martes, 5 de abril de 2011

Artículo No. 44 Scramble for Africa, Part II March 29, 2011 TFT by Akanksha Awal

While China has made headlines  – and generated controversy in the west – with its push into Africa, India has quietly been developing a big business presence on the continent in everything from gold to pharmaceuticals.
Topping the trade charts, India has emerged as Africa’s fourth largest trading partners, behind the EU, China and the US. 
Trade between Asia’s third largest economy and Africa is booming at $45bn in 2010-11 and is set to exceed $75bn by 2015, Anand Sharma, India’s trade minister, said on Monday.
India-Africa trade grew four-fold from $9.6bn in 2004-5 to $35bn in 2009-10 while Indian exports to Africa rose from $ 5.6bn in 2004-05 to $ 13.5bn in 2009-10, with South Africa, the newly ascended BRIC nation, as its largest trading partner on the continent.
India continues to be the continent’s pharmacy with pharmaceuticals products making up an 11.1 per cent share of the exported items from India followed by machinery exports which make up at 10.8 per cent share of the total. By contrast, petroleum products and gold, the two prized commodities, form the bulk of India’s imports from the continent accounting for 63.5 and 13.1 per cent share of the total imports respectively.
The continent has benefitted from high commodity prices since 2008, while investments in infrastructure have helped fuel domestic growth. The continent is set to grow at 5.5 per cent in 2011, according to the IMF. Its GDP set to exceed $2.6tn by 2020, according to McKinsey, a global consultancy.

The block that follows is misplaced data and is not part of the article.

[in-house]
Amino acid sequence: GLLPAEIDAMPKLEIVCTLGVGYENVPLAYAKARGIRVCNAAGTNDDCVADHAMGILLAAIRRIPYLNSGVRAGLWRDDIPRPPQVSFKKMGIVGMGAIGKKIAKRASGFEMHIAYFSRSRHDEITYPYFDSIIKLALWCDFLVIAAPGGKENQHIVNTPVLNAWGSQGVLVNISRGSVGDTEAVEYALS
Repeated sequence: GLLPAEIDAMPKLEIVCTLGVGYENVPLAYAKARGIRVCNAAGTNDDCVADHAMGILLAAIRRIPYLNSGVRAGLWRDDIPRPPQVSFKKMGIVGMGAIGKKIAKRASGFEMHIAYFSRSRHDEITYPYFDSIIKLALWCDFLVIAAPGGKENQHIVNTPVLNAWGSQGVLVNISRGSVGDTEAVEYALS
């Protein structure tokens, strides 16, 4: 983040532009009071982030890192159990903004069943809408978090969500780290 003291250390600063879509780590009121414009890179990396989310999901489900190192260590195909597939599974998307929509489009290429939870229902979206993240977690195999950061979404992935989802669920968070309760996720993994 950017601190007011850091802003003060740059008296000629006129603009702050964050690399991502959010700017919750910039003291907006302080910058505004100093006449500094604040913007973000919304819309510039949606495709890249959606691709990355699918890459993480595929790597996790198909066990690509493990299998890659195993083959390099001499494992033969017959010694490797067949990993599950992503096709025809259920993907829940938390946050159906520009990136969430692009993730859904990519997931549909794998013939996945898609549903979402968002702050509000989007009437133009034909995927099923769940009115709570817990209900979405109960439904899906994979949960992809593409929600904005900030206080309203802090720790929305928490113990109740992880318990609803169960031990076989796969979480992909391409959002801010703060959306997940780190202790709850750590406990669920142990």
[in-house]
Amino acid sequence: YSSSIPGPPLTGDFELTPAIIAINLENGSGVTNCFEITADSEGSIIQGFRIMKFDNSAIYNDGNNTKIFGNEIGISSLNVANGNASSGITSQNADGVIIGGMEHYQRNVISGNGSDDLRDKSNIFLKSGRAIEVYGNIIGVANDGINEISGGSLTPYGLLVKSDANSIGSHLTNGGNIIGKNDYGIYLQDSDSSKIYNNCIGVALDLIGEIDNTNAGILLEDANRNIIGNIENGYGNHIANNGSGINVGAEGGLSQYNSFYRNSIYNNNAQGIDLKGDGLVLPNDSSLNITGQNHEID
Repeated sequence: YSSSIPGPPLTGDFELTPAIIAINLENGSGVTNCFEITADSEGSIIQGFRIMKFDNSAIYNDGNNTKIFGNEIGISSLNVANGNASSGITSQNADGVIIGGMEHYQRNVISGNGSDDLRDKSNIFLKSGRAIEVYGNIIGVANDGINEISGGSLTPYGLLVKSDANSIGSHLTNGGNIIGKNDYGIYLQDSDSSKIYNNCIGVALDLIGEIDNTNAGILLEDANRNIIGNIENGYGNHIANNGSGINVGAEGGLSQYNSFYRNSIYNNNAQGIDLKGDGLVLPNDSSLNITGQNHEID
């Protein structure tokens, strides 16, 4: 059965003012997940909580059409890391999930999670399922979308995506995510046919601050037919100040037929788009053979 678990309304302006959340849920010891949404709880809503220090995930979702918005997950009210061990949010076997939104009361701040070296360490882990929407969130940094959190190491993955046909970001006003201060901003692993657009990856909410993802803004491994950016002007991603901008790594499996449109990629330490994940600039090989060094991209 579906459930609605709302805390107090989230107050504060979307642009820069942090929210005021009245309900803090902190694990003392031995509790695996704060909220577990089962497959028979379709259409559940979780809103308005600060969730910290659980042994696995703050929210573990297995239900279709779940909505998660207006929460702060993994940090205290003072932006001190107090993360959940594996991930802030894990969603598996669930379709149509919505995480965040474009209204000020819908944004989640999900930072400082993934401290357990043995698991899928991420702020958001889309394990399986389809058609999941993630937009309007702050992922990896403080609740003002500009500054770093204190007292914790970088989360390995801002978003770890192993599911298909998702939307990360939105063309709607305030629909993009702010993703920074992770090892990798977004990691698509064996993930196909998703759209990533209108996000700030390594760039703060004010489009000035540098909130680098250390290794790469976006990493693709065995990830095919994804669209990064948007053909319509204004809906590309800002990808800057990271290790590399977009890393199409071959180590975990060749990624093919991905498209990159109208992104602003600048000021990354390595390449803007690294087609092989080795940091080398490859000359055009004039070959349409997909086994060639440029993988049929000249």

The continent presents lucrative opportunities for Indian investors, squeezed out of the domestic market by the tough competition. Seeking business in a less-crowded market, Indian business people have been snapping up deals in telecoms and consumer products to agriculture, vying for a share of the African pie.
“Indian entrepreneurs have created products for the bottom of the pyramid. There are more than 700m people with mobile phones today,” said Hari Bhartia, the President of Confederation of Indian Industries.
While India might be losing the African resource race to China, Indian investor confidence inAfrica may provide a new way forward for the country to extend its influence.
Related reading:
Fund file: Out of Africa, beyondbrics
Africa file, beyondbrics
Artículo No. 44
Pakistan's secret dirty war
·                                 In Balochistan, mutilated corpses bearing the signs of torture keep turning up, among them lawyers, students and farm workers. Why is no one investigating and what have they got to do with the bloody battle for Pakistan's largest
o                                                        Declan Walsh
o                                              , Tuesday 29 March 2011 
The bodies surface quietly, like corks bobbing up in the dark. They come in twos and threes, a few times a week, dumped on desolate mountains or empty city roads, bearing the scars of great cruelty. Arms and legs are snapped; faces are bruised and swollen. Flesh is sliced with knives or punctured with drills; genitals are singed with electric prods. In some cases the bodies are unrecognisable, sprinkled with lime or chewed by wild animals. All have a gunshot wound in the head.